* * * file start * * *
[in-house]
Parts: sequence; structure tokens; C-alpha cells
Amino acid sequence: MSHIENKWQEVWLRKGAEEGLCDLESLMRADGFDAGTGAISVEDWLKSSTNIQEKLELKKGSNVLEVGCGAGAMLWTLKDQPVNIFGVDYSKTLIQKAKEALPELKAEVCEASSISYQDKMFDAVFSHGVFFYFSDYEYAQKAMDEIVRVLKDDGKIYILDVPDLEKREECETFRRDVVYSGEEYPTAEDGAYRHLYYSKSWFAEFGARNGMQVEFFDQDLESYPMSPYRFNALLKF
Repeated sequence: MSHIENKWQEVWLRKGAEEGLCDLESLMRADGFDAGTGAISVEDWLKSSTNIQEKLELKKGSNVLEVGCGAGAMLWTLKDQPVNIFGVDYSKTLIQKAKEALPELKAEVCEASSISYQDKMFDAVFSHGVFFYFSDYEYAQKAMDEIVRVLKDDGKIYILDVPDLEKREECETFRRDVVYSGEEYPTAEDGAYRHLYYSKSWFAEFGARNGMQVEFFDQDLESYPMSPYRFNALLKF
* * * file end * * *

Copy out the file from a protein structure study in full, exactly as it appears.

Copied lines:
[in-house]
Parts: sequence; structure tokens; C-alpha cells
Amino acid sequence: MSHIENKWQEVWLRKGAEEGLCDLESLMRADGFDAGTGAISVEDWLKSSTNIQEKLELKKGSNVLEVGCGAGAMLWTLKDQPVNIFGVDYSKTLIQKAKEALPELKAEVCEASSISYQDKMFDAVFSHGVFFYFSDYEYAQKAMDEIVRVLKDDGKIYILDVPDLEKREECETFRRDVVYSGEEYPTAEDGAYRHLYYSKSWFAEFGARNGMQVEFFDQDLESYPMSPYRFNALLKF
Repeated sequence: MSHIENKWQEVWLRKGAEEGLCDLESLMRADGFDAGTGAISVEDWLKSSTNIQEKLELKKGSNVLEVGCGAGAMLWTLKDQPVNIFGVDYSKTLIQKAKEALPELKAEVCEASSISYQDKMFDAVFSHGVFFYFSDYEYAQKAMDEIVRVLKDDGKIYILDVPDLEKREECETFRRDVVYSGEEYPTAEDGAYRHLYYSKSWFAEFGARNGMQVEFFDQDLESYPMSPYRFNALLKF